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ACOG issues guidelines for managing listeriosis during pregnancy

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Treatment choices depend on the presence of fever for those exposed to food-born listeria



The first medical management guidelines for treating the bacteria listeria during pregnancy were recently released by the American College of Obstetricians and Gynecologists (ACOG).1

The new guidelines were developed in response to recent reports of recalls of listeria-contaminated food and concern because data show the incidence of listeriosis among pregnant women is approximately 13 times higher than in the general population.1 Maternal listeriosis can cause significant fetal and perinatal complications, including miscarriage, preterm labor, stillbirth, as well as neonatal listeriosis and neonatal death.2

“It is essential for ObGyns not only to be aware of the best ways to manage the care of a pregnant patient who has been exposed to listeria bacteria, but, just as important, to counsel pregnant women regarding how to avoid potential exposure,” said Jeffrey L. Ecker, MD, chair of the ACOG Committee on Obstetric Practice.2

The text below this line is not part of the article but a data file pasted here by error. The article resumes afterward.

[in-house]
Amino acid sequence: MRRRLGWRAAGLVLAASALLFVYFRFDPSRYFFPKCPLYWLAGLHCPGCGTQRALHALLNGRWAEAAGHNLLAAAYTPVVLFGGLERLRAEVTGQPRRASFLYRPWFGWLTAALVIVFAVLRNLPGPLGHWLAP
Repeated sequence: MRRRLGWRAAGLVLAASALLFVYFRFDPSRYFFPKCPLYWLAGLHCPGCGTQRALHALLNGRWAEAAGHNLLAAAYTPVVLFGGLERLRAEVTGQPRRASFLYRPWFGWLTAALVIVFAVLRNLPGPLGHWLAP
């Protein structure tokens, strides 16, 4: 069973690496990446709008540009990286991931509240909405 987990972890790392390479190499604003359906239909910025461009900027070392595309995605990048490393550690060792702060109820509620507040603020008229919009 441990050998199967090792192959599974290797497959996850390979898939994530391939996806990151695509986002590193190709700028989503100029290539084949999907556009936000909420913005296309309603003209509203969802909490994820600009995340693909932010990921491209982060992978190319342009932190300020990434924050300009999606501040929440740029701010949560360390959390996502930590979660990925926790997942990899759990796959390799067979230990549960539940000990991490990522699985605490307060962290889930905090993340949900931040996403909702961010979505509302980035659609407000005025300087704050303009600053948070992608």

Symptoms of listeriosis are similar to a flu-like infection and can include fever, muscle pain, backache, headache, and gastrointestinal symptoms, including diarrhea.2

The Committee Opinion offers management recommendations for three scenarios1:

  • Asymptomatic women who have been exposed to listeria: No testing is necessary unless symptoms develop within 2 months of exposure. Listeriosis-related fetal surveillance is unnecessary.
  • No fever, with mild symptoms consistent with listeriosis: A pregnant woman who has been exposed to a listeria-containing food and is displaying mild symptoms, but does not have a fever, does not require culture testing (although it may be done). If her blood is tested, the laboratory should be informed about the listeriosis threat so that the bacteria is not confused with a contaminant.
  • Fever, with or without symptoms consistent with listeriosis: A pregnant woman who has been exposed and has a fever exceeding 100.6°F should undergo blood culture testing. Because results will not be available for several days, the Committee Opinion recommends simultaneous listeriosis treatment for the patient and surveillance of the fetus.

Preventive measures to avoid listeria exposure include not eating the following foods1:

  • hot dogs, lunch meats, cold cuts served cold or heated to less than 165°F
  • refrigerated pate and meat spreads
  • refrigerated smoked seafood
  • raw (unpasteurized) milk
  • unpasteurized soft cheese (feta, queso blanco, Brie, blue-veined cheeses)
  • unwashed raw produce (when eating raw fruits and vegetables, skin should be washed thoroughly in running tap water, even if it will be peeled or cut).

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